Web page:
It must be really difficult to keep a lot of variety in the quests when you’re aiming for such a large amount of content?
True, it might be difficult, but to be honest we’ve always had more ideas than we could develop, so this time when the world got bigger we had a chance to implement more of our ideas, I think we’re very creative in this case.
Yeah, but we refer to it as “the state of the world”, so at the end of the game the world can be in thirty-six different, meaningfully different states, and these are all reflective of your decisions and the consequences of the world that happen because of those choices.
One of the things I really like about the Witcher series is just how you handle the morality; even in the demo we just saw the decision we had to make was literally just down to how he worded what he said. How easy is it to develop the morality system in that way?
I think we’re used to it, it was something that was introduced in the novels already, that the world is not black and white and that everything is quite grey, and since we’ve been using this approach in The Witcher 1 and The Witcher 2, now we are developing in an even more mature way with The Witcher 3, and we are really comfortable with it, and it’s the right way to continue. It’s no longer difficult for us to be creating content like that.
With The Witcher 3, did you start developing it as soon as The Witcher 2 was done, or did you use the expansions and the Enhanced edition to test out new ideas for 3?
We started working on Witcher 3 once we’d released the console versions of Witcher 2, it was a smooth transition right away, I guess. A lot of it depends on the features, a many elements have been changed because we’re producing an open-world, and this means new content, like new movement systems or new ways to travel throughout the world, but some elements are quite different.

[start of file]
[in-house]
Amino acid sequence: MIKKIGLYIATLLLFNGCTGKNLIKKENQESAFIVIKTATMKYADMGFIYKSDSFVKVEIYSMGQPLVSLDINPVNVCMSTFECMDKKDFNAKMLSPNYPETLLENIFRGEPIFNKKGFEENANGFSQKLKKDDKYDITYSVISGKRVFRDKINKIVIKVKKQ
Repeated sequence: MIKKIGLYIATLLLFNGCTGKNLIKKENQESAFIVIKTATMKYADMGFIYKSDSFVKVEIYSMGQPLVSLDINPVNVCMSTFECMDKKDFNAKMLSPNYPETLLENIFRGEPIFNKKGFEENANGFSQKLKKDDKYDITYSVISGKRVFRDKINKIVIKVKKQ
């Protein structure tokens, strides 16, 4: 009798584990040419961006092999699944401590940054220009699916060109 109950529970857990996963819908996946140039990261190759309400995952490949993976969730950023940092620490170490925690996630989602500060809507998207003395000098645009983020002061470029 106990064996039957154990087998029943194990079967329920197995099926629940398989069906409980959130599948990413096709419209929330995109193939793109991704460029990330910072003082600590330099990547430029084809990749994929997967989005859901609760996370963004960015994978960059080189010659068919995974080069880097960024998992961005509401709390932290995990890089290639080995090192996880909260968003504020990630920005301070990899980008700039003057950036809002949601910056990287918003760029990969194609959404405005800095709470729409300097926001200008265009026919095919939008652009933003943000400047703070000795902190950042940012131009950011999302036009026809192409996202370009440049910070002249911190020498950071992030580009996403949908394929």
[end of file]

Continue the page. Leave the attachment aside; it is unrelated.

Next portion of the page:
With the PC version you can always constantly iterate and upgrade it, how will that change for the Playstation 4 and the Xbox One? Especially because I know you like giving updates away free to the community, and Microsoft have a history of only giving you one free DLC and then making you charge for the rest.
It’s very hard to say at this stage, a lot of things are probably changing in Microsoft and Sony because of the new platforms. We don’t have full knowledge about it, but all I can promise is that we’ll do our best to deliver the same content to everyone. Our policy is basically to not charge players for small DLC, because we believe they’re just a a part of the game, and not to charge them for lots of mini expansions. We might one day come back to the concept of releasing a multi-hour extra expansion that might be paid because it’s going to be a massive improvement, or maybe not even an improvement, just basically a new part of the game, but we don’t want to charge anyone for small DLCs and we will do our best to have it on all platforms.
The Witcher 3: Wild Hunt is due for release on PC, Xbox One and PlayStation 4 in 2014 through CD Projekt RED.